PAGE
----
accessibility

Thursday Extra 10/13: Accessible Computing

Thursday, October 13, 2016
4:15 p.m. in Science 3821
Refreshments at 4:00 p.m. in the Computer Science Commons (Science 3817)

Kyle Rector, Assistant Professor of Computer Science at The University of Iowa, will talk about accessible computing for all.

One in six people have a disability, whether hidden or apparent. It is important for designers to create technologies that are accessible to people of different backgrounds. After outlining the research that Rector and others have conducted in computer science to improve access and wellness for people with disabilities, the talk will focus on two research projects: 1) Eyes-Free Yoga, an accessible yoga exercise game that provides auditory instructions and feedback for people who are blind or low vision, and 2) Eyes-Free Art, a system that allows people who are blind or low vision to explore 2D paintings using audio techniques. A discussion of future research opportunities in accessibility and computer science will conclude the presentation.

Thursday Extra 5/5: Increasing Access to STEM for Blind Students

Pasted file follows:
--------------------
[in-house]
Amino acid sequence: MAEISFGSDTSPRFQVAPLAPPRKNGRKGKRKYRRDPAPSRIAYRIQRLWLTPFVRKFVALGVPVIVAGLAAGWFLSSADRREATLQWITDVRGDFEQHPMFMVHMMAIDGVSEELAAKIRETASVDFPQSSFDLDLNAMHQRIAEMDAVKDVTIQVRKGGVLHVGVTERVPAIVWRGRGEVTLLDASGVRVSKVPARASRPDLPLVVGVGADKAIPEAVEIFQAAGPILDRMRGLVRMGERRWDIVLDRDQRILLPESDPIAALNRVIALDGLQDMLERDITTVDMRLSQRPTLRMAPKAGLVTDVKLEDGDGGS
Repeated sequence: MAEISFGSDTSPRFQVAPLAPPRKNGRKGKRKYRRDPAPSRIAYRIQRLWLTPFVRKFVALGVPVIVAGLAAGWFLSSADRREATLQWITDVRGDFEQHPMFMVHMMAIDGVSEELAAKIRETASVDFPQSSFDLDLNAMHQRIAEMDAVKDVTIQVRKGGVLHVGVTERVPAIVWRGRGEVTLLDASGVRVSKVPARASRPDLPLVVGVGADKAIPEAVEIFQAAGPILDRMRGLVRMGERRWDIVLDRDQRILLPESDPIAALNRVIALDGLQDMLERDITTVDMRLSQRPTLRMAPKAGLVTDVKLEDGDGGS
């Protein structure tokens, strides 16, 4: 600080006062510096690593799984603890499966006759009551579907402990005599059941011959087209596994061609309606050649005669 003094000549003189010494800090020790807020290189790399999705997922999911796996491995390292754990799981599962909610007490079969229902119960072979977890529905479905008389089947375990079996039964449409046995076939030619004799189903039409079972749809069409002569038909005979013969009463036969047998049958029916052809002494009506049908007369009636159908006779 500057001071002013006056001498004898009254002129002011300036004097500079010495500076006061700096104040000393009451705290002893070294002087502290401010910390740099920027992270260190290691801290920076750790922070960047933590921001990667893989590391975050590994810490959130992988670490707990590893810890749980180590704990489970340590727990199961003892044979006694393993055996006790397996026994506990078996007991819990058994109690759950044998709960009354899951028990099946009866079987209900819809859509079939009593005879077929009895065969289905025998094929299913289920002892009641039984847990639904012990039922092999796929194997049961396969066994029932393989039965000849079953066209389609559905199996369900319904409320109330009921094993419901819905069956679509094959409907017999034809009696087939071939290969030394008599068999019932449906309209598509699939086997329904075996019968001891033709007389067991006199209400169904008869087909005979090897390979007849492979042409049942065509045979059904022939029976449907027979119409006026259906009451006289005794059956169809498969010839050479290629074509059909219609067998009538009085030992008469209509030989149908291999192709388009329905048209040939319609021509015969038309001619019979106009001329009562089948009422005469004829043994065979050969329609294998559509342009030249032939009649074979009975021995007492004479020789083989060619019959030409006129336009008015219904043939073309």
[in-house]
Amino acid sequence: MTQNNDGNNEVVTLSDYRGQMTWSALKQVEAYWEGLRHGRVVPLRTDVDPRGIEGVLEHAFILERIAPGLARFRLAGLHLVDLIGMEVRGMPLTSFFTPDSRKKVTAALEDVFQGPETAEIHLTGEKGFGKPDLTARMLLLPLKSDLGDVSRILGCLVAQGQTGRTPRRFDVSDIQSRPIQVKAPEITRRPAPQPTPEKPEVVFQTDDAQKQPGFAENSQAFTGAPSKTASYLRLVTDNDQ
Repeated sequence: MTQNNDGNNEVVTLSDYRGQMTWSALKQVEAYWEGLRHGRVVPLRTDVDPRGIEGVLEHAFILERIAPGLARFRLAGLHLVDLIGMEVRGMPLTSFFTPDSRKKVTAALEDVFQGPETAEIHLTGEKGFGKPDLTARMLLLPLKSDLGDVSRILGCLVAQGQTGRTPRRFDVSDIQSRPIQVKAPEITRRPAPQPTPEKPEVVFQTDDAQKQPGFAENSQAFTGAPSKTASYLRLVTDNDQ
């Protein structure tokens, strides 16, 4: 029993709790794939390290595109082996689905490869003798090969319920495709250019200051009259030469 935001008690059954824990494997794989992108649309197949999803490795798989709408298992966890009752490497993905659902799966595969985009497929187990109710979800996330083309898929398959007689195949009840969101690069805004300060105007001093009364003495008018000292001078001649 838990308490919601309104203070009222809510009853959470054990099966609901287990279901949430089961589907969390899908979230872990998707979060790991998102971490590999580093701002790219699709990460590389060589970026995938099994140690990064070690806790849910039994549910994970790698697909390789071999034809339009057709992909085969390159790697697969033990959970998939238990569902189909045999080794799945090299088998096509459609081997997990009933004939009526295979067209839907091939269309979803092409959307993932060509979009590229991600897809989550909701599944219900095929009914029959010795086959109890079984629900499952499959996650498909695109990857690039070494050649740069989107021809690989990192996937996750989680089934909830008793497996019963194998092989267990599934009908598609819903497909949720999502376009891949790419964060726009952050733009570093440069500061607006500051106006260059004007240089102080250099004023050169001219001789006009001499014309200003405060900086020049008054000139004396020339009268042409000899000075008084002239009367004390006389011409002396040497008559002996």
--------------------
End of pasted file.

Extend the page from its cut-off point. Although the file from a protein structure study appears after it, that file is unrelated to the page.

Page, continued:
Catie Baker from the University of Washington will talk about increasing access to STEM for blind students.

Thursday, May 5, 2016
4:15 pm in Science-3821
Snacks at 4 in the CS Commons.

This talk will focus on two of Baker's research projects. Tactile Graphics with a Voice (TGV) proposes an alternative to Braille labels on tactile graphics. Many people who are blind do not know Braille, and Braille is often too large to fit on the graphic anyway, so Baker's team proposes using QR codes instead, which can be read aloud by smartphones. They created a smartphone app which can provide guidance to a blind user to help them scan the QR codes. Baker will also present StructJumper, an Eclipse plugin which creates a hierarchical tree based on the nesting structure of a Java class. As screen readers are linear in nature, it can be difficult for a blind programmer to quickly skim or move around in the code. StructJumper presents a new way for blind programmers to navigate the code using its structure.

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